Rhinestone Jeans Are Ruining Pews

Ladies (and gentlemen), it seems that the bling on your jeans is defacing the pews of Conception Catholic Church in Moville, Iowa. Recently, this announcement was published in their Sunday bulletin:

HELP SAVE OUR PEWS: The latest jean fashion of rhinestone/bling stones on the pockets act like rough sandpaper and razors on the pews. Please refrain from wearing these as our pews have already received damage from these stones.

The Sioux City Journal reports,

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Pastors Don’t Watch “Hollywood Movies”

My friend Darrell at Stuff Fundies Like found this gem of a letter from 1982, explaining the qualifications for a pastor at Phillips Drive Baptist Church:

A Church for Freaks?

Scott Paeth has been thinking about what kind of church he might fit. It is, he thinks, a Church for Freaks. He asks, “If I no longer feel at home among “normal” mainline Christians, and I can’t take self-identified evangelicals, where’s the church for the freaks?

He’s come up with three posts about what that church might look like, and I think that many readers of this blog will resonate:

Part I: A Church for Freaks

I am thinking more in terms of both the institutional and ritual structures that have become central to the mainline Christian denominations over the past decades and even centuries. Part of this is an objection to a particular kind of church bureaucracy, which is increasingly moribund and useless for the purpose of actually sustain the church as a community of believers. This is the case across mainline denominations. It’s not a specifically United Church of Christ problem, but exists among Presbyterians, Methodists, Lutherans and others. Despite the differences in their organizational structures and ecclesiologies, these denominations have all managed to create and sustain a set of institutional prejudgices and prerogatives that seem to me to be increasingly damaging to the church.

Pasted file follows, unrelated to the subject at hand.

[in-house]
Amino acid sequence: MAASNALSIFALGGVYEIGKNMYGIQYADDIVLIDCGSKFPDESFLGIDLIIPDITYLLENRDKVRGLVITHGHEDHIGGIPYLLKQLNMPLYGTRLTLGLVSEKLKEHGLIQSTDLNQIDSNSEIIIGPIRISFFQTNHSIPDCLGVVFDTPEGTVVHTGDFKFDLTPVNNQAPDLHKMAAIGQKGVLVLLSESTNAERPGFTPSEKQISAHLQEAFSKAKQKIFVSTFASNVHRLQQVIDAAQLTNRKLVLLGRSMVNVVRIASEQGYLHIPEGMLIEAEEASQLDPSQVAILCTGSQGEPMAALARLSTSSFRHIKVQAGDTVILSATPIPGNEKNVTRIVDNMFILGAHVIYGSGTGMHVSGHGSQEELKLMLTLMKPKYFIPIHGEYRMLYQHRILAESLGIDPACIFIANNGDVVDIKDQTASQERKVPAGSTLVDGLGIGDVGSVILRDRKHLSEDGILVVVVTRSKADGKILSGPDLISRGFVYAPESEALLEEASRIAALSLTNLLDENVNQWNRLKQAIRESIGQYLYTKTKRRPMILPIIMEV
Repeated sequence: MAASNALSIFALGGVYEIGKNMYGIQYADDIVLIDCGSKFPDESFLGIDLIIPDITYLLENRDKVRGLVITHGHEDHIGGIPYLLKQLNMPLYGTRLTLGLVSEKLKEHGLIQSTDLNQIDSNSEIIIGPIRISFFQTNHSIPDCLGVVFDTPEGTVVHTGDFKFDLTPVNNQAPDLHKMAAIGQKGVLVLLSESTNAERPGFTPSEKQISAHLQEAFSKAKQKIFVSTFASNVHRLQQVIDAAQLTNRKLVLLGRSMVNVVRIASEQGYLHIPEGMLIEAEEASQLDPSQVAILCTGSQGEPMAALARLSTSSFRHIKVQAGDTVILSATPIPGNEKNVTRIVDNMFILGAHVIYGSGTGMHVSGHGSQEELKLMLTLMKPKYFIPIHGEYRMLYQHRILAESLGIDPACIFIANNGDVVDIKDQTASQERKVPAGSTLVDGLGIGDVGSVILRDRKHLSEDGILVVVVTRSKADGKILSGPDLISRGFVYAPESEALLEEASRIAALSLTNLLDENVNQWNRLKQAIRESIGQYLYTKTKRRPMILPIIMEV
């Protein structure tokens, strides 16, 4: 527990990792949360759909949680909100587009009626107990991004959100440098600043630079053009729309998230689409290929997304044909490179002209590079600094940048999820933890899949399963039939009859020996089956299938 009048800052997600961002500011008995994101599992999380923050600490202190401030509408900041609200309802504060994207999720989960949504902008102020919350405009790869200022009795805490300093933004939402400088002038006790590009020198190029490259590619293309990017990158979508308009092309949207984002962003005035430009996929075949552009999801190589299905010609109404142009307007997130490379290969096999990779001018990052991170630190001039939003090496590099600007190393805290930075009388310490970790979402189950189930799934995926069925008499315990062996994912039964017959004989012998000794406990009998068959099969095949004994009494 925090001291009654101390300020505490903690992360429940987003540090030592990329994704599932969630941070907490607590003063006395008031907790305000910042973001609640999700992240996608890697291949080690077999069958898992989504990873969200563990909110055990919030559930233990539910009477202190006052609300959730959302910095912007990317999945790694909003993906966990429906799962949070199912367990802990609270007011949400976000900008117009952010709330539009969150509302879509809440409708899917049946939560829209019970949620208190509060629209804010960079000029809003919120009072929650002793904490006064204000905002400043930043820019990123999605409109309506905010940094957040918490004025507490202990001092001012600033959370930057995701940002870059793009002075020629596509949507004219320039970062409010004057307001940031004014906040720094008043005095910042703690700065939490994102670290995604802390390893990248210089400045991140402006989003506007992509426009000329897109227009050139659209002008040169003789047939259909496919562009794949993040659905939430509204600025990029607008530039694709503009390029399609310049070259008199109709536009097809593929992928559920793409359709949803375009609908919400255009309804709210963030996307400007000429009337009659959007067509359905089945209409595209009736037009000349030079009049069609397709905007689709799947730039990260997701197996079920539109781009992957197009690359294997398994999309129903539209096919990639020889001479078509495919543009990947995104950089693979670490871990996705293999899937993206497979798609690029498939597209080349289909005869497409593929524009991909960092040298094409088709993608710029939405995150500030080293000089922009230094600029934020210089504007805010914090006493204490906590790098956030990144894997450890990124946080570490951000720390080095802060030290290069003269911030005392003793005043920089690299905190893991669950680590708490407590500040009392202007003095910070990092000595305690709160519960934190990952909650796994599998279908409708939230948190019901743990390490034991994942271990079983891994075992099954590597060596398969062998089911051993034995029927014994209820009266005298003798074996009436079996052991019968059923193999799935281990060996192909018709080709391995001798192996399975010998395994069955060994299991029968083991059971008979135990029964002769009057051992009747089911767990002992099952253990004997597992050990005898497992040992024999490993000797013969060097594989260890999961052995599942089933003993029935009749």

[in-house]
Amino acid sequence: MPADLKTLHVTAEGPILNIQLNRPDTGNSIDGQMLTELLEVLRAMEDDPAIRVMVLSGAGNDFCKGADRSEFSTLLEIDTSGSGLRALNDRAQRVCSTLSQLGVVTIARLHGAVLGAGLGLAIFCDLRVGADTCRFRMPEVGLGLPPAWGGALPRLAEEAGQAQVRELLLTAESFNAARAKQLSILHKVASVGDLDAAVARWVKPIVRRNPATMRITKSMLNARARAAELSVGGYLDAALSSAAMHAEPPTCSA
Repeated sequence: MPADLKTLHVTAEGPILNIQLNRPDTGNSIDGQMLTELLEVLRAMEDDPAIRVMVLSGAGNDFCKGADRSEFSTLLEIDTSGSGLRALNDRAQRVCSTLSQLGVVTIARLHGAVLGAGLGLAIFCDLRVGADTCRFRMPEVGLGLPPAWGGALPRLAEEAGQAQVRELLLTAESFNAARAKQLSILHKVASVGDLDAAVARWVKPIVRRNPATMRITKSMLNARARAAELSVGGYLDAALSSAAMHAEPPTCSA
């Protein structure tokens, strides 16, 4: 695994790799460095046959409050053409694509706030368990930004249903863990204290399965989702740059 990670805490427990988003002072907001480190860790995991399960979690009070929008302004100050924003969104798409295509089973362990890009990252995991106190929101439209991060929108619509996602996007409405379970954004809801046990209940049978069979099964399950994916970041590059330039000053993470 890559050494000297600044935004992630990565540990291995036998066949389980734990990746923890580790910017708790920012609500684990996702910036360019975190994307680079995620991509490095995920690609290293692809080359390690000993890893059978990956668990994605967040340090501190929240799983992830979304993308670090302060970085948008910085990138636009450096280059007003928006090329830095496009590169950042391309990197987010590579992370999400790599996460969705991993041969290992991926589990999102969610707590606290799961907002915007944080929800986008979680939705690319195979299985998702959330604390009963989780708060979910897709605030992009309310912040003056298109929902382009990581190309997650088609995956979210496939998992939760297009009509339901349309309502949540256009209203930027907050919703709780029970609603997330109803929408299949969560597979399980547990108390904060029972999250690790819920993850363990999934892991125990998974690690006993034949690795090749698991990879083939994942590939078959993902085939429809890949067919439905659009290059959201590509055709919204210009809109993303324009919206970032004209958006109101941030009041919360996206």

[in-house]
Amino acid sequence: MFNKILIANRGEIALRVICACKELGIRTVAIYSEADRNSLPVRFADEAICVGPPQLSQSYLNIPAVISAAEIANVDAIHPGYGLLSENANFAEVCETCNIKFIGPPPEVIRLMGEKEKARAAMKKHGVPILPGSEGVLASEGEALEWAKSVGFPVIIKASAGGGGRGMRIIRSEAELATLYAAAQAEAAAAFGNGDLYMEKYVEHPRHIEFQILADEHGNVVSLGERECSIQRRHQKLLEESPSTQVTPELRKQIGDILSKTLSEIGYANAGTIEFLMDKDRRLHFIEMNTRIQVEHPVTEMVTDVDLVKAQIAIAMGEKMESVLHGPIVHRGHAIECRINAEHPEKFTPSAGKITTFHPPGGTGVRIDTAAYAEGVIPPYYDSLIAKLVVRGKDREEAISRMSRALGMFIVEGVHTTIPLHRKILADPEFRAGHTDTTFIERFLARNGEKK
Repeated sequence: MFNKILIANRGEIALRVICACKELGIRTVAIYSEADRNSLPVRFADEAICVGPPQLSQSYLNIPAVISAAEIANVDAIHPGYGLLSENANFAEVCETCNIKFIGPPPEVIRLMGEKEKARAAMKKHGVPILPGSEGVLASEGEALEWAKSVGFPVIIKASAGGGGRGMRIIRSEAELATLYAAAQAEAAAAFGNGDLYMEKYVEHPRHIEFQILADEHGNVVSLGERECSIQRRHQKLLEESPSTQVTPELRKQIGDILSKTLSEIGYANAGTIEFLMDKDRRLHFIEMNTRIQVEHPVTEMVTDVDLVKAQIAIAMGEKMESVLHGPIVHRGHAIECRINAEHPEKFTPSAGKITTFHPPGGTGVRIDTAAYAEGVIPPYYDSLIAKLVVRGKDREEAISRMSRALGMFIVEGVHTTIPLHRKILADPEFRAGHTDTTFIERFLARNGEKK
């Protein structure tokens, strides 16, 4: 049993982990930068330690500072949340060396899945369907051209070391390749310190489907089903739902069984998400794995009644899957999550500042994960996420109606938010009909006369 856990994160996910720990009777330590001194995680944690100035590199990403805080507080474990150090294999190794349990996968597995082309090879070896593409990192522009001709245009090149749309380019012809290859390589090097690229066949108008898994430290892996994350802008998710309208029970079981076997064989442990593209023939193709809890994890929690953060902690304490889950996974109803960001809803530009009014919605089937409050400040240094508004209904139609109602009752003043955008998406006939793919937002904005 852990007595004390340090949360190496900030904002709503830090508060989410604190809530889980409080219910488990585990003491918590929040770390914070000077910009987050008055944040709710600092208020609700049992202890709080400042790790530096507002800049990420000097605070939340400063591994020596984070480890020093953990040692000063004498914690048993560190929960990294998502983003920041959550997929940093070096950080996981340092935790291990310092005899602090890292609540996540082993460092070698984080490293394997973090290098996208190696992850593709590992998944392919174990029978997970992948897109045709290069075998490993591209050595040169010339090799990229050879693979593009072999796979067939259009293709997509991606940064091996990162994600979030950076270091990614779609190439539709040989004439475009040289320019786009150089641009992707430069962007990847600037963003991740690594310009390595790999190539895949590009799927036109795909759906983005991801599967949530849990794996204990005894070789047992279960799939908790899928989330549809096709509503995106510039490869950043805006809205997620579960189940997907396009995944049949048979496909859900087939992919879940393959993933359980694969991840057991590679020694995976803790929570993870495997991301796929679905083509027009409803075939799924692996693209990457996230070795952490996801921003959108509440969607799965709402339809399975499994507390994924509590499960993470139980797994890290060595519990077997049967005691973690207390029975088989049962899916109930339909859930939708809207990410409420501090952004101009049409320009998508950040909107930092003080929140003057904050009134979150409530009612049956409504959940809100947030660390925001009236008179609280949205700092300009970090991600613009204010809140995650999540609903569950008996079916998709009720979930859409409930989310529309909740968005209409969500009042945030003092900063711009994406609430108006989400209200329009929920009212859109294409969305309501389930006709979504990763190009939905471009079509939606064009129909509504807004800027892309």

Part II: Theology

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Bishop Al Mohler Strikes Again

Panel Discussion: Revisiting Inerrancy from Southern Seminary on Vimeo.


Baptists don’t have bishops, right?

That’s what I thought, having been reared in the related denomination of Congregationalism. Growing up, I was taught that we — congregationalists and baptists and others whose polity is considered “congregational” — were vehemently anti-hierarchical. Our tradition started because Henry VIII and the Anglicans had not differentiated themselves enough from Rome. We were, from our founding, anti-papist, anti-bishop.

In congregational polity, nothing is more sacred than individual hermeneutical authority. That is, every believe has the freedom to interpret the Bible, the freedom to follow the dictates of her or his conscience, the freedom to worship with fellow believers.

So it always surprises me when congregationalists or baptists act like bishops. In my book, The New Christians, I wrote,

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